New York Mayor-elect Eric Adams has appointed Jess Dannhauser, the former CEO of major child welfare provider Graham Windham, to serve as his commissioner of the Administration for Children’s Services (ACS).
In announcing the hire on Twitter, Adams indicated that his administration would prioritize investments in primary prevention of child abuse and neglect.
“For too long, we have taken a downstream approach to children’s welfare, setting up too many kids — particularly in Black and Brown communities — for a lifetime of challenges,” Adams said in a Dec. 30 tweet. “Under Jess Dannhauser’ leadership, [ACS] will take an upstream approach for young New Yorkers at risk.”
Dannhauser will succeed David Hansell, a former child welfare official in the Obama administration who led ACS through most of the tenure of Mayor Bill de Blasio, on Jan. 4.
“I’m grateful to Mayor Adams and Deputy Mayor [Anne] Williams-Isom and thrilled to get to work, building on what’s been accomplished over many administrations,” Dannhauser said, in an email to Youth Services Insider. “We are ready to listen, learn and partner to do right by NYC’s kids and families.”
The Administration for Children’s Services oversees New York City’s child welfare system, including family enrichment centers, in-home family preservation services, foster care, adoption and residential settings. It also operates the city’s juvenile justice system, which includes probation, two pretrial detention centers and several small secure facilities for post-adjudication.
The appointment of Dannhauser, who has served on Adams’ transition team for child welfare, drew quick approval from several youth and family advocates and child welfare leaders in the city.
“Jess is an experienced and sensitive leader with a heart for kids and families and a clear vision for the future of child welfare,” said Jeremy Kohomban, CEO of The Children’s Village, in an email to Youth Services Insider. “We are fortunate to have Jess’ experience, passion and competence at ACS. He will build on the successful leadership provided by our outgoing Commissioner, David Hansell.”
Joyce McMillan, a parents’ rights activist in the city and outspoken critic of Dannhauser’s predecessor, Hansell, also praised the choice. In a Dec. 30 tweet, McMillan said she was “anxious about who the incoming Commissioner would be,” but now has hope, congratulating Dannhauser on the appointment.
Dannhauser led Graham Windham, a 215-year-old nonprofit provider of foster care and family services, from 2012 until October of this year. He came to the organization from ACS, where he served as the associate commissioner for performance measurement, monitoring and improvement. Before that he served as chief of staff to former ACS Commissioner John Mattingly, and as a special assistant at the Department of Homeless Services.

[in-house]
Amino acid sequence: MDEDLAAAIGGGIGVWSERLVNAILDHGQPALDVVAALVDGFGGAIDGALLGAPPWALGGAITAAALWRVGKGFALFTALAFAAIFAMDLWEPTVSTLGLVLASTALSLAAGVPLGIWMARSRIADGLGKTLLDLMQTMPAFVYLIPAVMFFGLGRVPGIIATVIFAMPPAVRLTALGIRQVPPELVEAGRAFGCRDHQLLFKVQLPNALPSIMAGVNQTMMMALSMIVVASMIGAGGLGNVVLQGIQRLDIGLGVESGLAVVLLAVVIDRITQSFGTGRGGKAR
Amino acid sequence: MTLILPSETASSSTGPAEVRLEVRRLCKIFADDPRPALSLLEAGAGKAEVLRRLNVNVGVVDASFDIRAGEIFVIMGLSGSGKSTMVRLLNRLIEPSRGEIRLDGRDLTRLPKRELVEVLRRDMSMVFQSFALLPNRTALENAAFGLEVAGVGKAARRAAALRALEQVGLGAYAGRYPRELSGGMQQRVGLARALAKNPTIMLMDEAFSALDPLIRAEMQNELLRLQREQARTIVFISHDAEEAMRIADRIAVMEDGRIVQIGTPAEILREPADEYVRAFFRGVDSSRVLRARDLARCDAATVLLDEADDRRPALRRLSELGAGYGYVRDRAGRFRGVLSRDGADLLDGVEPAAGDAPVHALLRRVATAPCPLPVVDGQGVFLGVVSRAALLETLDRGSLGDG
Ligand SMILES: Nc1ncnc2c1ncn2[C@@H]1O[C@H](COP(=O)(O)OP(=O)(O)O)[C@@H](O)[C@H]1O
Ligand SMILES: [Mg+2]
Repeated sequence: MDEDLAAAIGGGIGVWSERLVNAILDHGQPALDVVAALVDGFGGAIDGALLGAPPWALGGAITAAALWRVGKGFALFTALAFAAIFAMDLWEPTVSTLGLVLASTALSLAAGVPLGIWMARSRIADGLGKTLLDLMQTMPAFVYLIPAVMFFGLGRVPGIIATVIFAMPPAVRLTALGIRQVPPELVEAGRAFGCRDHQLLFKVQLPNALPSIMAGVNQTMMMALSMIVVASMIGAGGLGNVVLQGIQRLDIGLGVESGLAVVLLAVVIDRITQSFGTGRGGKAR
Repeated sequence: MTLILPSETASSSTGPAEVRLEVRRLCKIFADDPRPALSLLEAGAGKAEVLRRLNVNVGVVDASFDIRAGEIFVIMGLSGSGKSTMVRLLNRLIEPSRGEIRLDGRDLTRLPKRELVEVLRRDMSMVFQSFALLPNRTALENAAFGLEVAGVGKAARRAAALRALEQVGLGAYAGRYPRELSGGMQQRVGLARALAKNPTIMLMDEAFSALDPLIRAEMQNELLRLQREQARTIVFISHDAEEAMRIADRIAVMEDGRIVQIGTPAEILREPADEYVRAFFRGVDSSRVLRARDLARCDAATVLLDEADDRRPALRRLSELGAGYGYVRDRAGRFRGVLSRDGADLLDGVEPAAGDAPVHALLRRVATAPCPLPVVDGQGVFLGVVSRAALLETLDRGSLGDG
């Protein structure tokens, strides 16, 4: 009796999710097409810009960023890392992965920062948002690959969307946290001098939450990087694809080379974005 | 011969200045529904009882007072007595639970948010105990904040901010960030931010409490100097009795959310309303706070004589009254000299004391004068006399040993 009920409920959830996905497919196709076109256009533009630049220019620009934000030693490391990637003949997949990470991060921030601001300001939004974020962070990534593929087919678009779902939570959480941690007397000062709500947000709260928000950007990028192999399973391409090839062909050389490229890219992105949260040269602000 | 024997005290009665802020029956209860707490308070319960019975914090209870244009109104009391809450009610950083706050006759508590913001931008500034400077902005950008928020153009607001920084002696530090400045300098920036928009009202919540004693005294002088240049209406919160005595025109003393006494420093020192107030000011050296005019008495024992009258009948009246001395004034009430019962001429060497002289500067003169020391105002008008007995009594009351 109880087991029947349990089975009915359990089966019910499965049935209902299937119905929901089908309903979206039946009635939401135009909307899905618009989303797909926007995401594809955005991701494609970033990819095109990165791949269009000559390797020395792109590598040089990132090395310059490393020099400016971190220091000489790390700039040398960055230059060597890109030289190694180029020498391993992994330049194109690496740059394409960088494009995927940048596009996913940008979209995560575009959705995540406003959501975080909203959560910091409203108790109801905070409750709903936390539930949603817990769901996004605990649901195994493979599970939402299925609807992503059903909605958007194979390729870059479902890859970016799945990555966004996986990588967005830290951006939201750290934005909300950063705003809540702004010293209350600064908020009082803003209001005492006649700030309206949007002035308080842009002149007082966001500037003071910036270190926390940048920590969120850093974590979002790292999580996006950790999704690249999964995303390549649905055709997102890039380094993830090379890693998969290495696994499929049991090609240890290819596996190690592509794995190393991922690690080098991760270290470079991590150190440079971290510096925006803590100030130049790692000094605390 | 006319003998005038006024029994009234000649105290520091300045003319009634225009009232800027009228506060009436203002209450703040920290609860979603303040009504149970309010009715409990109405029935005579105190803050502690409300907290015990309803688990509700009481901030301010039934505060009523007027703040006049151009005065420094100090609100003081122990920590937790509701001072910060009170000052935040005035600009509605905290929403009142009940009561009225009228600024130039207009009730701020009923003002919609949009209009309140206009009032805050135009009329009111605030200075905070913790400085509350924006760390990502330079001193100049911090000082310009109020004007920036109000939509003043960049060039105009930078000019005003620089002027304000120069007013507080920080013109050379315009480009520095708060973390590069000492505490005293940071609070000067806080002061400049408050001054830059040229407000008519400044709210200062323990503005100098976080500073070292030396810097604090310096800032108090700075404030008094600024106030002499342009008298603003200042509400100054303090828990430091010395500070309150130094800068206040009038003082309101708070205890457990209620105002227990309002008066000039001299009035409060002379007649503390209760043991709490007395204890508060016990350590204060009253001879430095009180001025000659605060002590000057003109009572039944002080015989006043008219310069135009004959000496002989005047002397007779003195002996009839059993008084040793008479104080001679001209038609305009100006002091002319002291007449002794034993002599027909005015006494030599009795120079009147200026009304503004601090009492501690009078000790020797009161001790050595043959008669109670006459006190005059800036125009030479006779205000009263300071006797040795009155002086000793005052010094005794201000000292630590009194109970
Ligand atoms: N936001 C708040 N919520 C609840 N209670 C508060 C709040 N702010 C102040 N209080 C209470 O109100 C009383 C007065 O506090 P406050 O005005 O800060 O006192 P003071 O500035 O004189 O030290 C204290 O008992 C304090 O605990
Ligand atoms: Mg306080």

Dannhauser assumes the top job at ACS amid growing calls for the city to dramatically change the front end of the system. The city council received a bill that would guarantee Miranda-style warnings and the offer of legal counsel for parents, which the current administration pushed back on; the legislation failed to receive a vote.
Last March, Dannhauser was among city child welfare leaders who at a March 2021 online panel criticized the surveillance of New York City families via the hotline reporting process. Dannhauser called it “astonishing” how easily anonymous callers can send the government into someone’s home, and the delivery services by the same agency that investigates families presents an inherent conflict.
“Families tell us they experience the support as surveillance, at least in that early stage,” he said. “No matter our intention, the experience is what matters.”
During Hansell’s tenure, ACS opened three family enrichment centers (the process to develop hose began under his predecessor, Gladys Carrión), which are meant to be a voluntary, drop-in approach to helping families without the involvement of hotline reports and investigations. Graham Windham housed one of the original three centers.
In May, the de Blasio administration announced plans to expand the network of these centers from three to 33 sites. The plan has received pushback from some advocates who believe that such programs cannot be led by an agency with the power to investigate and separate families.
“The fear of reaching out for help is real in NYC, and if we keep putting funding into community centers that are connected to systems, parents will never thrive and get what they really need,” said Jeanette Vega, co-director of the organization Rise, in an interview with The Imprint when the expansion was announced.
Dannhauser has supported the idea of family enrichment centers, but has also voiced support for a concept supported by its critics: the development of community-led family support programs that are not tethered to ACS.
The ACS top job is one of the most high-profile positions in child welfare, and a similar posting remains open across the country. Bobby Cagle, head of the Los Angeles Department of Children and Family Services, departs the office this week. His deputy, Virginia Pryor, will lead the department until a permanent hire is made by the L.A. County Board of Supervisors.
Correction: This article previously mentioned that David Hansell was a candidate for a top child welfare job in the Biden administration: assistant secretary for children and families. Another candidate has recently been nominated for the position.